Stories are helpful because they can be used to illustrate a point. Sometimes the difference between a successful religion and one that struggles to find followers is based entirely on which religion has better stories. We love stories.

Here’s a story.

The Buddha stood at a place called Vulture Peak in front of a bunch of people. There were monks and nuns and also regular people like you and me. It’s said that there were a million people, but that seems far-fetched. It’s said that spirits and celestial beings were there too, but I don’t believe those are real.

People were expecting a teaching and the Buddha just stood there, not saying anything. Everyone was just sitting there waiting, looking around awkwardly. I’m imagining what it would be like to go to a concert and see the band just standing on stage not performing.

Then, the Buddha held up a pretty flower and twirled it, showing it to everyone.

So, still everyone was standing around awkwardly.

And one guy who they call Kasyapa the Elder just smiled.

 

That’s supposed to be the beginning of the tradition. They say Kasyapa was the first Zen teacher. They say the teachings were entrusted to him because he understood the truth that’s beyond words. There is as much truth in a pretty flower as there is in a teaching. Enlightenment is right here. It’s everywhere. That’s the message.

I once heard someone say, “Just because it’s made up doesn’t mean it’s less true.”

Kasyapa was a real person and was considered one of the best monks in the early sangha. The point of the story isn’t “this really happened” or maybe originally that was it’s purpose but we don’t have to pretend it really happened now. (no one wrote about this or, as far as we can tell, told this story until hundreds of years after the Buddha’s lifetime)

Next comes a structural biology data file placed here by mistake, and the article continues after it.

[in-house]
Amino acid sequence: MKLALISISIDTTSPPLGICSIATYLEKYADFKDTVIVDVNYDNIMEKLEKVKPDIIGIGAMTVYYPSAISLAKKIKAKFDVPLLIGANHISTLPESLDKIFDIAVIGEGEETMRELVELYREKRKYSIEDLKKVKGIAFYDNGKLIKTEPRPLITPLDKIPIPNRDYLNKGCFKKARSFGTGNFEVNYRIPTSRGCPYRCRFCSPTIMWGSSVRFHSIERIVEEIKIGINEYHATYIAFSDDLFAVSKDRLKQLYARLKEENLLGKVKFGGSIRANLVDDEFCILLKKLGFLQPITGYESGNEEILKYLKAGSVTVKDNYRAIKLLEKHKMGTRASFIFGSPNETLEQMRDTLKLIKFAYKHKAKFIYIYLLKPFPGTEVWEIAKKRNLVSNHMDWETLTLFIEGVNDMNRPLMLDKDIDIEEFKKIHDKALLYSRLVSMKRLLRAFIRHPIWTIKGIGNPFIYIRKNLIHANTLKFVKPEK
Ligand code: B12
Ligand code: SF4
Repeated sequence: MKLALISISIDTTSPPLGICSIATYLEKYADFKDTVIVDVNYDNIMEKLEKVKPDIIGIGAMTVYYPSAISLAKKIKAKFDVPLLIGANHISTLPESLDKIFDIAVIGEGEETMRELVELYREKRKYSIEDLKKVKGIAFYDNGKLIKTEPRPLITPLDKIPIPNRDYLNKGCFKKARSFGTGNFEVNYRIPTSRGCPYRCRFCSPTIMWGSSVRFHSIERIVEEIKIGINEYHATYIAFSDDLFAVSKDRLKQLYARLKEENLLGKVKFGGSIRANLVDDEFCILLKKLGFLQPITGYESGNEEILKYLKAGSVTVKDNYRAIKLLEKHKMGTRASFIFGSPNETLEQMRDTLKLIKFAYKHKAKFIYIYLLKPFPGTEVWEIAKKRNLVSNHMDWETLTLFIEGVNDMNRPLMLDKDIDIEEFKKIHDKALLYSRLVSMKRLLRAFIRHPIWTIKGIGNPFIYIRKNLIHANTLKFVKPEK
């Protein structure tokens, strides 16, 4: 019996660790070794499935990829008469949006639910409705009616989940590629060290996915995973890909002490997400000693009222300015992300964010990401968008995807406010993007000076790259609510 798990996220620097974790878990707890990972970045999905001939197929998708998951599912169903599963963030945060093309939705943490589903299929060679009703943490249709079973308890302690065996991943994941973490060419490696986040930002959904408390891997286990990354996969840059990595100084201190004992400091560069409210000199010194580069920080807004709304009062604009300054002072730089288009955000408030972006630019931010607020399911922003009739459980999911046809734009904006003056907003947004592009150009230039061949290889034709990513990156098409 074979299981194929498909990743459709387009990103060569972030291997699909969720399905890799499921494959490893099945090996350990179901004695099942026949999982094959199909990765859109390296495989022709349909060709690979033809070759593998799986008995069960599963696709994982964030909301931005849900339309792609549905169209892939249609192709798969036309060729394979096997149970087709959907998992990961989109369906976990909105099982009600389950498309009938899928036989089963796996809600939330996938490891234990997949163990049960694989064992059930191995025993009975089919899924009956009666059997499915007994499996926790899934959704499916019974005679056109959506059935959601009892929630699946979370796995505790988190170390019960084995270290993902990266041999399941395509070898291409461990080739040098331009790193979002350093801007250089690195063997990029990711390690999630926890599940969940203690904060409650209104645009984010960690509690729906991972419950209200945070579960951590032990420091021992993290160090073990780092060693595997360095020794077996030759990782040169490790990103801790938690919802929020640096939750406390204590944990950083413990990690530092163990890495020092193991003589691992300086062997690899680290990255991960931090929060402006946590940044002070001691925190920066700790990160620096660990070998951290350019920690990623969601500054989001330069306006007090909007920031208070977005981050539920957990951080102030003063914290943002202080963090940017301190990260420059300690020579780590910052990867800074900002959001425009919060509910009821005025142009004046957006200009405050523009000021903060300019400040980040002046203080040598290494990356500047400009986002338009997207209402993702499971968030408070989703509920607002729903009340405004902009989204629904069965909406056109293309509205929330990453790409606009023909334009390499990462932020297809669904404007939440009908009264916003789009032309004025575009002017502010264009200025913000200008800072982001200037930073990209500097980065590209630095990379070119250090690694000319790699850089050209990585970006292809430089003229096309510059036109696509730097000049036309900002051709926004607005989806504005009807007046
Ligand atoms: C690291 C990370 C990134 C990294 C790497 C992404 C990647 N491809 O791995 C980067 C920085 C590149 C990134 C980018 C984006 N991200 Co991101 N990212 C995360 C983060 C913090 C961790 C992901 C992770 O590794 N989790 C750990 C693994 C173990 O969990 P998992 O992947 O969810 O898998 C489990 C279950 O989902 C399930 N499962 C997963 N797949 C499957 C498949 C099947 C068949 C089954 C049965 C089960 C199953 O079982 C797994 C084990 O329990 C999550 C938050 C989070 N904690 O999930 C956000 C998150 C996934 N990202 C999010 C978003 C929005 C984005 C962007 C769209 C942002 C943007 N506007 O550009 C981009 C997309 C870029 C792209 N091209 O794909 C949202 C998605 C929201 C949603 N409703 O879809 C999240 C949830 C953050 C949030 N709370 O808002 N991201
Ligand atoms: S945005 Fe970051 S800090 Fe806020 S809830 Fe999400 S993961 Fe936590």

The point is it tells us something.

Talking about Buddhism is great. Learning about Buddhism is great too. But sometimes life is about paying attention and noticing little things. Sometimes it’s about looking at a pretty flower.

Stop and smell the roses. Don’t attach to words so much, even Buddhist words. The truth is right here.

That being said…now I wonder if people in the Zen Tradition are becoming too attached to stories, if they’re thinking of them as IMPORTANT rather than as useful teaching tools. I hope we don’t forget that the tradition came from teachers who wanted a simpler, back-to-basics approach to Buddhism.

Zen is full of stories like this, of some teacher pointing the way in a creative way. That’s really what sets Zen apart the most. The teachers are still pointing and we just have to look.

Posted in videos

Faith, Determination, Doubt | Video

Great Faith, Great Determination, Great Doubt. These are called the Three Essentials of Practice. So Sahn said that a practice that is missing any of these is like a table missing a leg.

 

The text I reference in the video is “Mirror of Zen”. You can get my commentary on this wonderful text by clicking here:

Mirror of Zen

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UPCOMING EVENTS

4/20/19: 11am-Noon

Fountain City Meditation: Meditate For Our Lives at Unity Southeast

Unity Southeast KC

3421 East Meyer Boulevard

Kansas City, MO

This is a public event. We’re meditating outside of a church. I’m going to give a short talk and a bit of guidance, then we will sit together. Tell all your friends.